Crazy Credits

Certain lyrics to the end song move across the screen during the credits See more »

Connections

Featured in Hollywood vs. Religion (1994) See more »

Soundtracks

Each Other's Throats
Music and Lyrics by Stevie Wonder
Performed by Stevie Wonder
by arrangement with Stevland Morris Music, ASCAP
See more »

Frequently Asked Questions

This FAQ is empty. Add the first question.

User Reviews

parental relationships in "Jungle Fever"
4 April 2001 | by (Louisville, KY, USA) – See all my reviews

In his opening sequence to Jungle Fever, Spike Lee introduces the pervasive theme of the appropriateness of sex. Through the red haze of a Harlem morning, we are introduced to Flipper and his wife Drew in a very compromising position. Entangled in both the sheets and a moment of passion, the couple begin their morning in copulation, all the while trying desperately not to `wake the baby.' This `baby' could be a child who they've already produced or a child who is potentially in the making.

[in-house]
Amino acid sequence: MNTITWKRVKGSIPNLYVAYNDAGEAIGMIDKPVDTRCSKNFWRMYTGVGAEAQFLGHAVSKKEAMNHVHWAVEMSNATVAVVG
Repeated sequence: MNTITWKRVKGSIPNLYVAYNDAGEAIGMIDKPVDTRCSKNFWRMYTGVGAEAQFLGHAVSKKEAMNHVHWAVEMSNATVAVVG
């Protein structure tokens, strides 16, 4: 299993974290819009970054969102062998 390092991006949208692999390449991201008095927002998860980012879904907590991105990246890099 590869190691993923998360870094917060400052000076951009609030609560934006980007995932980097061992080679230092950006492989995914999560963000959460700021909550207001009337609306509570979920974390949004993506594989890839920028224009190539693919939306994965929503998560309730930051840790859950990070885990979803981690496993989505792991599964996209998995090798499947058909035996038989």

This notion of sex as a means of producing children runs throughout the film. We find that even after Flipper has begun his relationship with Angela Tucci, he would never think of having children with her. Flipper's fear of having mixed (`octoon, quadroon, mulatto') children is very high. We learn that his wife is mixed herself. Her father is white and her mother is black. During the scene in her office, we get a glimpse of the kind of heartache that she has suffered from her skin color, a result of the intermingling of the two races of her parents. This sex-and-its-aftermath theme manifests itself in the dysfunctional parent/child(ren) relationships throughout the film. Angie is tied to her father and two brothers as a sort of domestic slave. Not only does she have to work hard in a distant part of town all day, but she also has to return home to cook for and clean up after her three male family members. She seems to receive no financial or emotional support for her efforts either. This becomes very clear when her father beats her up after learning of her relationship with Flipper. We see a similar relationship develop with Paulie and his father. His father's constant nagging about the number of each of the periodicals that he orders on a daily basis coupled with his lack of gratefulness for the meals that he cooks for him each day drive Paulie mad. Though Paulie's father isn't as physically abusive as Angela's father is, we see his proclivity toward violence we he forces his way into the bathroom and whaps a teary-eyed Paulie on the head with a magazine. Eventually, Paulie is able to stand up to his father, telling him `I'm not your f***ing wife; I'm your son.'